Furthermore, sitting on the Victoria’s Theatre’s Empress lawn is the Wayang Spaceship by Ming Wong. It offers an operatic symphony of light, sound, and image, reclaiming its former role as a travelling Chinese theatre, illuminating the past, present and future with an operatic symphony of light, sound and image.
Notably, we previously came upon the Wayang Spaceship previously at the Singapore Art museum (SAM) at Keppel, with the artwork commissioned by The Everyday Museum being transplanted right here on the Empress lawn.
Dance party at ACM
The Asian Civilisations Museum (ACM) transforms into a dance party venue with the Party Pavilion by Howie Kim. Sitting on the front Green Pavilion of the ACM, the artwork is a short walk from Victoria Theatre, and inspired by theme parks and ACM’s collection, the installation captures the exuberance of adolescence.
Unfortunately, technical difficulties powered off the light installation during the visit, though you are free to explore the display under the Singapore Central Business District skyline.
Dragon eggs and Gacha at Funan
Lastly, Funan mall serves as the concluding venue of the Light to Night festival. The Gachapartment Complex, a riotous and colorful display along the B2 Underground Pedestrian Link, provides a glimpse into a hidden utopia where toys live complex lives.
Additionally, Funan is also decorated with several Dragon eggs scattered throughout Funan mall. You can find some in the Basement as well as the mall entrance facing St Andrews cathedral. It adds a whimsical touch, showcasing the venue’s commitment to supporting various arts-related displays.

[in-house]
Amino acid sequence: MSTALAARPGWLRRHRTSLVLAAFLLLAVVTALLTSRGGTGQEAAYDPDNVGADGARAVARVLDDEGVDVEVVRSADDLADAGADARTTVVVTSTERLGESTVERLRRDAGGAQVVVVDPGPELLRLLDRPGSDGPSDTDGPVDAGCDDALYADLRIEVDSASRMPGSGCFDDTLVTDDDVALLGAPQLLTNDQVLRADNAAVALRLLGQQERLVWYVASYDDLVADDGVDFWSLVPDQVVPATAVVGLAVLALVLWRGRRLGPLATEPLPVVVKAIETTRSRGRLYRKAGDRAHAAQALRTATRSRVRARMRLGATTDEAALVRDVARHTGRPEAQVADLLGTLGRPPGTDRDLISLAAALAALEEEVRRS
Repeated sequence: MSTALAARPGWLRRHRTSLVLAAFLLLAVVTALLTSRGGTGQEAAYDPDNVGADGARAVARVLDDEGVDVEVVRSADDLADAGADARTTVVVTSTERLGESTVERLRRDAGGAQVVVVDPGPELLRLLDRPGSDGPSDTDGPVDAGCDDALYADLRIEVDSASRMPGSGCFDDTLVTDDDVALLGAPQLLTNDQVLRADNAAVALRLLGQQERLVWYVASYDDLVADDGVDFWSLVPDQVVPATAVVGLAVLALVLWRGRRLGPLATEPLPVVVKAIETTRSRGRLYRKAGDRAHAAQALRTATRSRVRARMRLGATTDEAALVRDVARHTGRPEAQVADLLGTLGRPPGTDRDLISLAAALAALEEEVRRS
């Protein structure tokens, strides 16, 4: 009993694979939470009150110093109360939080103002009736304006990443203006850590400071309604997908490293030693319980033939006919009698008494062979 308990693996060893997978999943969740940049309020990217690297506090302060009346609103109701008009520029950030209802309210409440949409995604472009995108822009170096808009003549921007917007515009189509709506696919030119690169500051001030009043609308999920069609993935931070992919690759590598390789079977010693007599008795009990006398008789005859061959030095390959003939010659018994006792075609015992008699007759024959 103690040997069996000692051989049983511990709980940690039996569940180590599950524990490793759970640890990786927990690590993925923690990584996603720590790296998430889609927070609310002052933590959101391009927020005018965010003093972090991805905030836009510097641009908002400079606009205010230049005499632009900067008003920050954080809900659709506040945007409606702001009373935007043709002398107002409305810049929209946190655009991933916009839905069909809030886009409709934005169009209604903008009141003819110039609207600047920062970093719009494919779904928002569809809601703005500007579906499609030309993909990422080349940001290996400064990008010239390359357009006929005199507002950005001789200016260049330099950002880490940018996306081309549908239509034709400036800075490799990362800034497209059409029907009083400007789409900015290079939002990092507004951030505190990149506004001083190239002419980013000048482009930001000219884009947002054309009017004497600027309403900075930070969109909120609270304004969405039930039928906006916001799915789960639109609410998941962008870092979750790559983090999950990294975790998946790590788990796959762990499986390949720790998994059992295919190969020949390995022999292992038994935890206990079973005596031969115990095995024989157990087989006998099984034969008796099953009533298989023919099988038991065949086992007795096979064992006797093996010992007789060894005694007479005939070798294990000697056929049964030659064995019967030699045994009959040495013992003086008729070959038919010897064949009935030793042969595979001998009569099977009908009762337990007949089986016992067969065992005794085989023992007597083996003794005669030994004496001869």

Notably, we do start to see increasingly many such night festivals becoming more common in the Singapore city hall and Civil district. This one held early this year is one focused more on the Art, other staples includes the Singapore Night Festival, and i-Lights too.
The organisers did a nice touch by blending in multiple events around the island from Light to Night as part of the Singapore Arts Week.
Also, you can find several info board and touch screens scattered at malls and venues supporting the event. It can show you points of interest as well as recommend walking routes to catch them within the civic district.
In conclusion, the Light to Night 2024 festival offers a rich tapestry of arts and culture. Despite a compact layout, the exhibits provide a diverse and immersive experience, encouraging exploration within an hour. This festival stands out as a unique blend of visual arts, performances, and culinary delights, making it a must-visit for art enthusiasts and festival-goers alike.